chok dhiang'
bone (construct state) cow
'a cow bone'[8]

Sample phrases[edit]

English Luo
Hello (how are you?) Misawa (idhi nade?)
I'm fine Adhi Maber
What is your name? Nyingi Ng'a?
My name is ___ Nyinga en ____
I am happy to see you Amor neni
Good morning oyawore
Good afternoon Oimore
God bless you Nyasaye ogwedhi
Good job/work Tich maber
Goodbye Oriti
I want water adwaro pi
I am thirsty riyo deya / riyo maka/riyo oinga
Thank you erokamano
Child nyathi
Student(university student) nyathi skul, japwonjre (ja mbalariany)
Come Bi
Go dhi
Take Kawo
Return Dwok
Come Back Dwogi
Sit bedi
Stand/stop chung' malo/wee
Hunger kech
I am starved kech kaya
Father wuor [Dinka] wur
Mother min [Dinka] mor
God Nyasaye
Lord (God) Ruoth (Nyasaye)
God is good Nyasaye Ber
help konya[Dinka] ba kony
Man dichuo
Woman dhako
Boy wuoyi
Girl nyako [Dinka] nya
Book buk, [Alego/Seme] buge
Youth rawera
Pen kalam
Shorts siruari
Trousers long' siruach long'
Table mesa
Plate san
Lock rarind OR ralor
Leader jatelo,
Bring kel
Go dhi
Go back there dwog kucha
Come back here dwog ka
Ask, Query Penj
Question Penjo
Run ring [Dinka]
Walk wuothi
Jump dum, [Alego/Seme] chikri
Rain koth
Sun chieng'
Moon duwe /duee
Stars Sulwe
Fish rech [Dinka]
Cold Koyo
Cold cool Ng'ich
I want to eat adwaro chiemo
Grandpa kwaro [Dinka] kwar
Grandma dayo [Dinka] day
White man ja rachar
Cow dhiang'
Sing wer [Dinka]
Song Wero
Good, Beautiful Ber,jaber
Bad Rach
Marriage Arus From Harusi Swahili for Marriage kend [Dinka], "keny" is the process, "thiek" is the marriage
Marry Wend
Tomorrow kiny
Today kawuono
Here Ka,Kae
There (close by) Kacha, Kocha
There (far) Kucho
Child nyathi
Money omenda, chung', oboke, sendi, pesa
Gun bunde
Gun fire mach bunde
Fire Mach
I want ugali Adwaro Kwon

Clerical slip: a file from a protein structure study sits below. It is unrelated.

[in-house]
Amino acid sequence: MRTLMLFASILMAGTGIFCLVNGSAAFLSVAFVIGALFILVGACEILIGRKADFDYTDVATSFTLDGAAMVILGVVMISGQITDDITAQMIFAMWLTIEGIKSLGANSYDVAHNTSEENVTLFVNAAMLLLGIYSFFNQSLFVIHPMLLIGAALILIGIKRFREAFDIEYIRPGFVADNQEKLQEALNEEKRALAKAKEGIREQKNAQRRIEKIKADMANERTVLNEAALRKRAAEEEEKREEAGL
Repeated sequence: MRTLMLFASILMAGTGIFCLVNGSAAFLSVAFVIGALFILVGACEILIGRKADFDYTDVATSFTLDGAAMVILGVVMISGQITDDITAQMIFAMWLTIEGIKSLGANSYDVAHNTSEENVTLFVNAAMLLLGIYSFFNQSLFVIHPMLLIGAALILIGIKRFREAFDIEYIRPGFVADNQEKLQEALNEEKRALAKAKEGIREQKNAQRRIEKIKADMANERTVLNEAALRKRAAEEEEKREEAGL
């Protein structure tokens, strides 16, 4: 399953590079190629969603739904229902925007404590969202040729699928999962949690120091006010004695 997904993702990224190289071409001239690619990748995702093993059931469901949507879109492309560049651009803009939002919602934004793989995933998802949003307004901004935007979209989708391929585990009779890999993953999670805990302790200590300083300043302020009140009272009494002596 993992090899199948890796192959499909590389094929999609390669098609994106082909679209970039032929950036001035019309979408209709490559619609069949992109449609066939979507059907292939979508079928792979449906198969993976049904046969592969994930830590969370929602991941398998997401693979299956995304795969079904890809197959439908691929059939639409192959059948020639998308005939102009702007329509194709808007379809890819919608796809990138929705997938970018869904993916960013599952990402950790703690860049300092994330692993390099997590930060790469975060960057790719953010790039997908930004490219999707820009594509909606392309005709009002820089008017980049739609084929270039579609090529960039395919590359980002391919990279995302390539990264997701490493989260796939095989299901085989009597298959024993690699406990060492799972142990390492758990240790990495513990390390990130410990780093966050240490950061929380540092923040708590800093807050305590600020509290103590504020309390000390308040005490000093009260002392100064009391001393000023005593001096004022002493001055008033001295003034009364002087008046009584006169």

Maize/corn oduma, bando
Maize and beans nyoyo
Taxi matatu (Swahili)
Farm Puodho (Alego-Ndalo)
Dig Puro/Kunyo
Fly (in the air) fuyo
Fly(Insect) Lwang'ni
Stream/River Aora
Lake Nam
Ocean Ataro

References[edit]

  1. ^ Luo at Ethnologue (17th ed., 2013)
  2. ^ Nordhoff, Sebastian; Hammarström, Harald; Forkel, Robert; Haspelmath, Martin, eds. (2013). "Luo (Kenya and Tanzania)". Glottolog 2.2. Leipzig: Max Planck Institute for Evolutionary Anthropology. 
  3. ^ Tucker 25
  4. ^ Ethnologue report for Luo
  5. ^ Tucker §1.43
  6. ^ Okoth Okombo §1.3.4
  7. ^ Tucker §1.3, §1.42
  8. ^ Tucker A. N. A Grammar of Kenya Luo (Dholuo). 1994:198.

Bibliography[edit]

  • Gregersen, E. (1961). Luo: A grammar. Dissertation: Yale University.
  • Stafford, R. L. (1965). An elementary Luo grammar with vocabularies. Nairobi: Oxford University Press.
  • Omondi, Lucia Ndong'a (1982). The major syntactic structures of Dholuo. Berlin: Dietrich Reimer.
  • Tucker, A. N. (ed. by Chet A. Creider) (1994). A grammar of Kenya Luo (Dholuo). 2 vols. Köln: Rüdiger Köppe Verlag.
  • Okoth Okombo, D. (1997). A Functional Grammar of Dholuo. Köln: Rüdiger Köppe Verlag.
  • Odaga, Asenath Bole (1997). English-Dholuo dictionary. Lake Publishers & Enterprises, Kisumu. ISBN 9966-48-781-6.
  • Odhiambo, Reenish Acieng' and Aagard-Hansen, Jens (1998). Dholuo course book. Nairobi.

External links[edit]

Template:Languages of Tanzania